Personally, I’ve collected cookbooks for as long as I can remember, fascinated by the descriptions of cuisines and the historical evolution of recipes, tastes, the American palate, and cooking methods. Working in Resource Acquisitions affords me the opportunity to see new titles added to the collection on an almost daily basis, and also inspires me to wander through the open stacks to check out the hidden gems one can only uncover through browsing. The recent uptick in our cookbook acquisitions is due in part to the Nutrition and Food Studies program, part of the College of Health and Human Services, and family recipes projects at New Century College. Sarah Sheehan, CHHS liaison librarian, has taken the lead on these general collection acquisitions after working directly with faculty in CHHS and NCC who expressed an interest in making various kinds of cookbooks available to their students as part of their curriculum and course work.

sca cookbooks in a row

Spines of The Hostess of To-Day, Miss Beecher’s Domestic Recipe Book, Jennie June’s Cook Book, and The Universal Receipt Book.

I was invited to do some cookbook browsing in SC&A recently and was completely mesmerized by our holdings, which contain an assortment of titles ranging from the original receipt book from Gunston Hall to a colorful resource on the seductiveness of casseroles. I elected to focus in on a few cookbooks from the 1800s, and found the variety of recipes and household tips contained within to be intriguing and, occasionally, bemusing.

The Hostess of To-Day, 1899

Miss Beecher’s Domestic Receipt Book, 1852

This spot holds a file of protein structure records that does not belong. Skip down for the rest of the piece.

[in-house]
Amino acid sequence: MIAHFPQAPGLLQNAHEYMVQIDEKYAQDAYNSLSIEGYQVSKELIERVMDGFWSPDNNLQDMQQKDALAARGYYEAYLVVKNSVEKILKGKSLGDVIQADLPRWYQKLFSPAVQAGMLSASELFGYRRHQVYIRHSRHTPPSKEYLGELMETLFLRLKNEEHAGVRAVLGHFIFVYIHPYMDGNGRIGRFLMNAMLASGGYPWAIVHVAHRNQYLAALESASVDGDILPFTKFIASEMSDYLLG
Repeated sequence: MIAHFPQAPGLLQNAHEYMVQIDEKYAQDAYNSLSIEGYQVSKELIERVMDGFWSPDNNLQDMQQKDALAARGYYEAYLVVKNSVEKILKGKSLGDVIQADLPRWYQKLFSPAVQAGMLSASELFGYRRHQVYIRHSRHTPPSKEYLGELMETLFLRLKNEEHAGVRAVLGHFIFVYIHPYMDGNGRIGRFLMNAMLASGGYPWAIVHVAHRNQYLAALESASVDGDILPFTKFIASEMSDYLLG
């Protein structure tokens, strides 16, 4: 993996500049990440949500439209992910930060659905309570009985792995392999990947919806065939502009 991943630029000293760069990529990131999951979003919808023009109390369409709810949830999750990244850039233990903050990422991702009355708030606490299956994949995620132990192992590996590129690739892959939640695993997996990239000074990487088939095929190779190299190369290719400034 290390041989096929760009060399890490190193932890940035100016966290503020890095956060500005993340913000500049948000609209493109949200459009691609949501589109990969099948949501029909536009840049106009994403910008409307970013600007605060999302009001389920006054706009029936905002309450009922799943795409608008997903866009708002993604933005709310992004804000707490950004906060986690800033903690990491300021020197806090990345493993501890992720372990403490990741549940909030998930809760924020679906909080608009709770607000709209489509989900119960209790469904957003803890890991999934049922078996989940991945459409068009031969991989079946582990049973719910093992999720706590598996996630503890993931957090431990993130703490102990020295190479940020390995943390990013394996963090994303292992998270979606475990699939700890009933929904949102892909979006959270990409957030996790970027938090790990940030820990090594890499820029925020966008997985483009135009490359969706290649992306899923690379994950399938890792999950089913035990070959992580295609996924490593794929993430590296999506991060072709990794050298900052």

Jennie June’s American Cookery Book, 1878

The Universal Receipt Book; being a compendious repository of practical information in cookery, preserving, pickling, distilling, and all the branches of domestic economy. To which is added, some advice to farmers., 1818 (Second edition with great additions)

sca recipes collage 1

Clockwise from top left: Universal Receipt Book, The Hostess of To-Day, Jennie June’s American Cookery Book, Universal Receipt Book

sca recipes collage 2

Clockwise from top left: Jennie June’s, Jennie June’s, Miss Beecher’s Domestic Receipt Book, Hostess of To-Day.

sca whopping cough a universal receipt book

A cure for whopping cough from the Universal Receipt Book.

sca spot removal a universal receipt book

“Liquid to take out spots or stains of ink, red wine, iron mould, mildrew, &c.” from the Universal Receipt Book.

Cooking and baking have always been, at least to me, a form of self-expression and even with just a brief glance into this collection, I found the same to be true for their authors. Whether utilitarian, like The Universal Receipt Book, or lavishly decorated with illustrations and graphics, like The Hostess of To-Day, each title in this collection is a reflection of the times, but also a reflection of the socioeconomic status of the consumer for whom it was written. Cookbooks like these have become a form of historical record, giving insight into the appetites and cuisines of the time period in which they were written, as well as the structure of households and families. They were, in essence, the foundation upon which the modern American Family was built, giving women the ability migrate into work life by providing easy reference materials and simplifying their obligations at home; or, in some cases, making knowledge previously only available to women accessible to everyone.

In the coming months, I hope to report back to Vault 217 with some tested recipes from these books as well as others from the Rosemary Poole Collection.

You can follow my journeys through the stacks, as well as old and new cookbook discoveries, by following the hashtag #gmulibraries on Instagram and Twitter.